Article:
So the first phase is, how much time do you need to maximize the value or get your company so that it's a really shiny penny that is going to sell, and it's going to sell for a price that you like. So typically you need at least two years because our philosophy is, if you want to maximize the value of your sale, you've got to grow it to sell it.
You've got to show a company that has growth potential, because what buyers are hungry for the best purchase price you're ever going to get is called a strategic purchase. That's where somebody looks at your business and says, holy cow, you've got great systems. You have great people, you know, now with the talent shortage I've been hearing in the M and A world they're buying companies just for talent.
[00:15:41] Peter Beaudoin: That's the value. That's where the value is. Yeah, yeah, sure.
[00:15:45] Brad Gaulin: To put all of those pieces in place. Typically is, is a fairly major transformation in a lot of cases. And it takes a minimum of two years. Like the longer you can do it in advance, the more of a premium you're probably going to be able to attract. Because what you want to really show is the people who are staying with the business, have the skills and abilities and the culture to grow the company, regardless of ownership, because that's, what's really attractive to buy.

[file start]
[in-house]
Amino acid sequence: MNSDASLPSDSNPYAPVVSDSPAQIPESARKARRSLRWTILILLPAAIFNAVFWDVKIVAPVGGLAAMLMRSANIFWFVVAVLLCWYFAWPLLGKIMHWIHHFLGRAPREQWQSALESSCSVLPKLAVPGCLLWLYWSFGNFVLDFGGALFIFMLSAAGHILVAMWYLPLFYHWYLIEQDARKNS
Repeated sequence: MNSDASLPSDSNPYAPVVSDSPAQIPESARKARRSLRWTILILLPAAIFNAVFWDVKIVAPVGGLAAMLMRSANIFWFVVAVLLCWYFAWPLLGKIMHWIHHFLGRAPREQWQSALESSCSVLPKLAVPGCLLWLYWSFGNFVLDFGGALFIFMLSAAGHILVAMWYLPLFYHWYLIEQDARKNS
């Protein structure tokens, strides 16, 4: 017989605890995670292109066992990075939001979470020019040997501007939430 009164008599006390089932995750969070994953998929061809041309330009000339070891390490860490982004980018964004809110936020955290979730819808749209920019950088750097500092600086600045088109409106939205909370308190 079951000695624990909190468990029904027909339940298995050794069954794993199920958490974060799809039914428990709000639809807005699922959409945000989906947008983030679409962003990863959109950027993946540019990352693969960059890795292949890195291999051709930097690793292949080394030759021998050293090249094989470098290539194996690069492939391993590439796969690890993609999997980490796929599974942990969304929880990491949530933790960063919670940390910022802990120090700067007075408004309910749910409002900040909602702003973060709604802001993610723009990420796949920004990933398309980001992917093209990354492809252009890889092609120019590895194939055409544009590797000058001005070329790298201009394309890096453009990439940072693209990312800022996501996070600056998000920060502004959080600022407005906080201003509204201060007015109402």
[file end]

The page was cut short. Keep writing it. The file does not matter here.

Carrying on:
You know, there's a team here and I think they'll stay here if I treat them well...
[00:16:18] Peter Beaudoin: and reward them and yeah, you've got it. Yeah, sure. Yeah. Yeah. So, so on that, I mean, if we, an earlier stat, you mentioned two thirds of the companies don't sell and they simply shut down. Right. As the owner retires, can we save those companies?